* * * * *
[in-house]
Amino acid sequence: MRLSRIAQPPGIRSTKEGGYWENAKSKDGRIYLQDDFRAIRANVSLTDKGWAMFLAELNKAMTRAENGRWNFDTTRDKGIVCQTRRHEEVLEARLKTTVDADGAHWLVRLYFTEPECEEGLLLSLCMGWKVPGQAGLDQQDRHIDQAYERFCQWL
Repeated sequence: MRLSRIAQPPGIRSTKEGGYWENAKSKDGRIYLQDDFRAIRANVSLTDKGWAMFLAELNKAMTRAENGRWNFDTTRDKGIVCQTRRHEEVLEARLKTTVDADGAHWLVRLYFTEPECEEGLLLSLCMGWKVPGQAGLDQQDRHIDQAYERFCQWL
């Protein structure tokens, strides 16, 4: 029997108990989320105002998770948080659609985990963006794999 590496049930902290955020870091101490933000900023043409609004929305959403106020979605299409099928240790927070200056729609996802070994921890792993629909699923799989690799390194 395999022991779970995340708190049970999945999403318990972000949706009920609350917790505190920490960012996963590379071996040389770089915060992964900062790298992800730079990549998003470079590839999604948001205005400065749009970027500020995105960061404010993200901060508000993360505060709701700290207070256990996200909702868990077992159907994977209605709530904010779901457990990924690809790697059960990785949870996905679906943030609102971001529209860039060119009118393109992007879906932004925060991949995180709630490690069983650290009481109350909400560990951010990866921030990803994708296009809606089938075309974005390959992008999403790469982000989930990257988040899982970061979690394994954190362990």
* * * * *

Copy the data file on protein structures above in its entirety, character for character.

[in-house]
Amino acid sequence: MRLSRIAQPPGIRSTKEGGYWENAKSKDGRIYLQDDFRAIRANVSLTDKGWAMFLAELNKAMTRAENGRWNFDTTRDKGIVCQTRRHEEVLEARLKTTVDADGAHWLVRLYFTEPECEEGLLLSLCMGWKVPGQAGLDQQDRHIDQAYERFCQWL
Repeated sequence: MRLSRIAQPPGIRSTKEGGYWENAKSKDGRIYLQDDFRAIRANVSLTDKGWAMFLAELNKAMTRAENGRWNFDTTRDKGIVCQTRRHEEVLEARLKTTVDADGAHWLVRLYFTEPECEEGLLLSLCMGWKVPGQAGLDQQDRHIDQAYERFCQWL
């Protein structure tokens, strides 16, 4: 029997108990989320105002998770948080659609985990963006794999 590496049930902290955020870091101490933000900023043409609004929305959403106020979605299409099928240790927070200056729609996802070994921890792993629909699923799989690799390194 395999022991779970995340708190049970999945999403318990972000949706009920609350917790505190920490960012996963590379071996040389770089915060992964900062790298992800730079990549998003470079590839999604948001205005400065749009970027500020995105960061404010993200901060508000993360505060709701700290207070256990996200909702868990077992159907994977209605709530904010779901457990990924690809790697059960990785949870996905679906943030609102971001529209860039060119009118393109992007879906932004925060991949995180709630490690069983650290009481109350909400560990951010990866921030990803994708296009809606089938075309974005390959992008999403790469982000989930990257988040899982970061979690394994954190362990």